Emir would stand motionless as I climbed on to his back. I used the milk tables as ladders. Every farm had them, wooden structures along the road, where the farmers left heavy milk cans for the dairy to collect. He stood motionless down by the inn, as the blacksmith fitted his shoes, the iron glowing red, the old men on the bench swapping stories as they rested their chins on their canes. But out in the stubble field we practiced dressage — figure eights, an extended trot on the diagonal, perfect walks and halts. Those who saw us from the country road must have shaken their heads. Dressage, of course, has its roots in war. Horses were trained to protect their riders, even to bite and kick. I suspect Emir viewed our exercises as just another task to perform, like tilling or ploughing, straight lines up and down the field, his patience as endless as the day. Yet, there were moments when his ambition stirred, and the push of his haunches made me grab his mane. When we failed at the half-passes, those tricky bends where we tried to travel sideways and forward both, he swished his tail.
I don’t know how long he lived. When I stopped coming to the farm, he was still young. In the end the Ferguson, the new tractor I saw outside the barn, surely won out. Even so, they would have kept him to haul logs out of the forest, where horses were more efficient, and machines tore down too much. With good treatment and care he could have kept working until he was well into his twenties. I can see him as he lowers his head, leans into the harness and pulls, his fetlocks clumped with ice, his winter coat curly with sweat.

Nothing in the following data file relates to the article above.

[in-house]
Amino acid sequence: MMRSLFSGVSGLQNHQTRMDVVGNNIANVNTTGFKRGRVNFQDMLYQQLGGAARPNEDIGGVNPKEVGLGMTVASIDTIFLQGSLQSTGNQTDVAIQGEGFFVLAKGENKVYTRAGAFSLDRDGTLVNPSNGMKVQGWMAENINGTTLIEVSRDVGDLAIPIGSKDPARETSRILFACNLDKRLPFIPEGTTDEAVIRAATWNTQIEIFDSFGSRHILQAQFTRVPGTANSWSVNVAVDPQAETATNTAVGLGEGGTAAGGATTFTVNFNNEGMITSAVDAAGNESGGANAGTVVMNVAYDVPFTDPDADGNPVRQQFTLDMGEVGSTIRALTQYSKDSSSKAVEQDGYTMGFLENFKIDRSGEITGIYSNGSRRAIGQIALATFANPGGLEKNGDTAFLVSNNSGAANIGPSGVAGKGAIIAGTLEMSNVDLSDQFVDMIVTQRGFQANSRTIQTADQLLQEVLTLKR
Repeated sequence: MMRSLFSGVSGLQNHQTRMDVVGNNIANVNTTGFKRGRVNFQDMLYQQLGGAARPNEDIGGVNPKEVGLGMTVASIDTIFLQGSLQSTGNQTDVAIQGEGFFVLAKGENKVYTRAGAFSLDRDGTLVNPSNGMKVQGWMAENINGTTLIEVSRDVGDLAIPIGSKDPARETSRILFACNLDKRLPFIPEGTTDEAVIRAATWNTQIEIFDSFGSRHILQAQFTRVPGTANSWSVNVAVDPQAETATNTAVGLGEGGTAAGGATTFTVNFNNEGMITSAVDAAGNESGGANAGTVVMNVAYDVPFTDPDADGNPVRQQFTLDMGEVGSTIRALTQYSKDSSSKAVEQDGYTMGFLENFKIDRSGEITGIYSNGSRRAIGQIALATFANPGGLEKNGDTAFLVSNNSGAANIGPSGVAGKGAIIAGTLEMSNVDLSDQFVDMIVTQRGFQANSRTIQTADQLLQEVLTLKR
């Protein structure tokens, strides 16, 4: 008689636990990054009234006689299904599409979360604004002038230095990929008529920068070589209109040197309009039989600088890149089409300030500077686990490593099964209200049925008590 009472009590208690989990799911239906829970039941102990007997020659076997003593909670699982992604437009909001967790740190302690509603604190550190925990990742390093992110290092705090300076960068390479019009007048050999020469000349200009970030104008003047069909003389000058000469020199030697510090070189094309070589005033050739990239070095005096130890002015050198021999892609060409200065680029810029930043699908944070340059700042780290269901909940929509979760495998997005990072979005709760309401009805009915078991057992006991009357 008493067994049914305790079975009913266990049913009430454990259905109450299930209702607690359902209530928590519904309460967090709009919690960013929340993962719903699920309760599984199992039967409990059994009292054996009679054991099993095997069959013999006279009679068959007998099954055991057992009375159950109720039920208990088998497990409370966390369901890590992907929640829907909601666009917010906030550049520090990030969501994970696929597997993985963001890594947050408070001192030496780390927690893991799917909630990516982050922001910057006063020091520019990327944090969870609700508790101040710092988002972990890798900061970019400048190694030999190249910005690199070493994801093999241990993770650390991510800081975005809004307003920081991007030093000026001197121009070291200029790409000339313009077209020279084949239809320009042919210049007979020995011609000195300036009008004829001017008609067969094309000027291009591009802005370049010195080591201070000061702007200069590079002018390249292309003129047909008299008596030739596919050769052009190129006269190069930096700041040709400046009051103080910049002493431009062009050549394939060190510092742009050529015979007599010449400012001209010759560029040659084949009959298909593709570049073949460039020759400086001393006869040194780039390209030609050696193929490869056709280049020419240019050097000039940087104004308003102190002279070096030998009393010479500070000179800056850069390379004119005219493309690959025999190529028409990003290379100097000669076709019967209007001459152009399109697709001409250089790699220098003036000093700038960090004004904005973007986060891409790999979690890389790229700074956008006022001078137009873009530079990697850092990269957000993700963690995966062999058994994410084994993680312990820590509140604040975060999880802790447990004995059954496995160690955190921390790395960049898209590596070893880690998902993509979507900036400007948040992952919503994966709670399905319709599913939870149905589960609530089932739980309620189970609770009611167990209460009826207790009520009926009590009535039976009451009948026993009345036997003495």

But as for that day, when his life finally came to an end, my vision blurs. I hope they gave him a long, gentle brush. Perhaps it was in the autumn, the air high and thin. By then his coat would have been gray rather than roan, and his back would have sunk, his withers more prominent now. I hope they combed his tail and ran a damp sponge across his forehead, the hollows above his eyes deep with age. When they picked his hoofs, they had to work fast, for he would have lacked the strength to hold them up for long. As they led him out to the truck, his shoes would have clipped the cobblestones and the stable cats would have crouched and fled. And as the sun strikes his eyes, still blinding but lacking in warmth, I see him raising his head and pointing his ears, his nostrils quivering at the scent of the desert wind.